UPDATED August 26 with a new application on the last page
Packaging and products made from plastic ocean debris are likely the industry’s ultimate example of lemonade made from lemons. A nearly perfect circular economy model is made real when plastic bottles, for example, made from recovered ocean plastics are turned back into plastic packaging.
Whether it’s seen as a glass half full (good, more debris removed!) or half empty (it’s a drop in an endless sea of debris!) proposition, it seems we’re inundated with a growing amount of plastic-products-from-marine pollution, a sampling of which you'll find on the following pages. These appear in essentially chronological order as a kind of chronicle of durable ocean debris recovered and remade into usable plastic products. These are found primarily published by PlasticsToday along with—pardon the expression—current examples from other sources such as sister publications and press releases; sources are PlasticsToday unless otherwise noted.
This market was launched in 2012 when eco-minded, forward-thinking cleaners company Method (San Francisco) entered what were then virgin waters in pioneering packaging from marine pollution.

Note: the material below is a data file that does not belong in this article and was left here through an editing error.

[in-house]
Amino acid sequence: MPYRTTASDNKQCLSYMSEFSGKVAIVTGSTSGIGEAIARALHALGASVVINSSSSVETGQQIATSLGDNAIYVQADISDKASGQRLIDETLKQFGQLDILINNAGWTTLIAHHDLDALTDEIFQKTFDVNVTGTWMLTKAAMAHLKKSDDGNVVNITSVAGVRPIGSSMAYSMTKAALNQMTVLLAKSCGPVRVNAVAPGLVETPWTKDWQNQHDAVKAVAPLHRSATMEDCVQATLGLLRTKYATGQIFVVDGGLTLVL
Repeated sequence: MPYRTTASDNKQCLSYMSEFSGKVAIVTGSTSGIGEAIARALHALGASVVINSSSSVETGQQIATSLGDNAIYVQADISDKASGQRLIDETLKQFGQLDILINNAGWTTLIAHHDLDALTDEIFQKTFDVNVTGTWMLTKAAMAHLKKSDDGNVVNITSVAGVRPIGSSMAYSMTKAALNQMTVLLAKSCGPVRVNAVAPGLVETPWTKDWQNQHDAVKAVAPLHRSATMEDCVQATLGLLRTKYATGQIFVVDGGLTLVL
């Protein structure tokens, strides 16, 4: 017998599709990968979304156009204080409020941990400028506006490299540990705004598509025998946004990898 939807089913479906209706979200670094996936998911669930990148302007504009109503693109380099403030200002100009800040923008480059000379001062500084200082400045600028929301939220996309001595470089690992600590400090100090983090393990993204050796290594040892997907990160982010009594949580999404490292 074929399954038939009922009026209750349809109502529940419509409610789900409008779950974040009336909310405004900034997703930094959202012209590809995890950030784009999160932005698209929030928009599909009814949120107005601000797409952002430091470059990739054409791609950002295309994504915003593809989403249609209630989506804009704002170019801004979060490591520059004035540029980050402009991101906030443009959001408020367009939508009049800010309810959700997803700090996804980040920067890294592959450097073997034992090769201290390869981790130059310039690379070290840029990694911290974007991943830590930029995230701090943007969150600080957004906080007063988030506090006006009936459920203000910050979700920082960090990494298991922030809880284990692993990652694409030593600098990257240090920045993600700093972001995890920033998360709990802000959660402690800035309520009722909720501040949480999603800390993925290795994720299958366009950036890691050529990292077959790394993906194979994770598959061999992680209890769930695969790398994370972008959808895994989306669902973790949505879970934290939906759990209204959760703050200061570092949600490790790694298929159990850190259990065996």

Appropriately enough, the eureka moment for the company to consider doing such a ground-breaking thing was sparked by a Method executive’s visit to the unexpectedly not-so-pristine beaches of Hawaii.
The company decided to do something about the litter, and literally deployed employees’ boots on the sandy shores in coordinating efforts with local organizations. Volunteers hand-collected several tons of the type of rigid, opaque plastic needed to make this packaging that are most abundant. The debris was shipped to California after sorting. Method had partnered with recycler Envision Plastics to develop a new recycling process to make the bottles.
The rest is history because it marked the birth of a brand-new-age, environmentally minded cottage industry. For more on Method’s landmark effort, see Ocean Plastic: Method turns pollution into packaging, published November 2012.
Next: The sporty side of marine plastic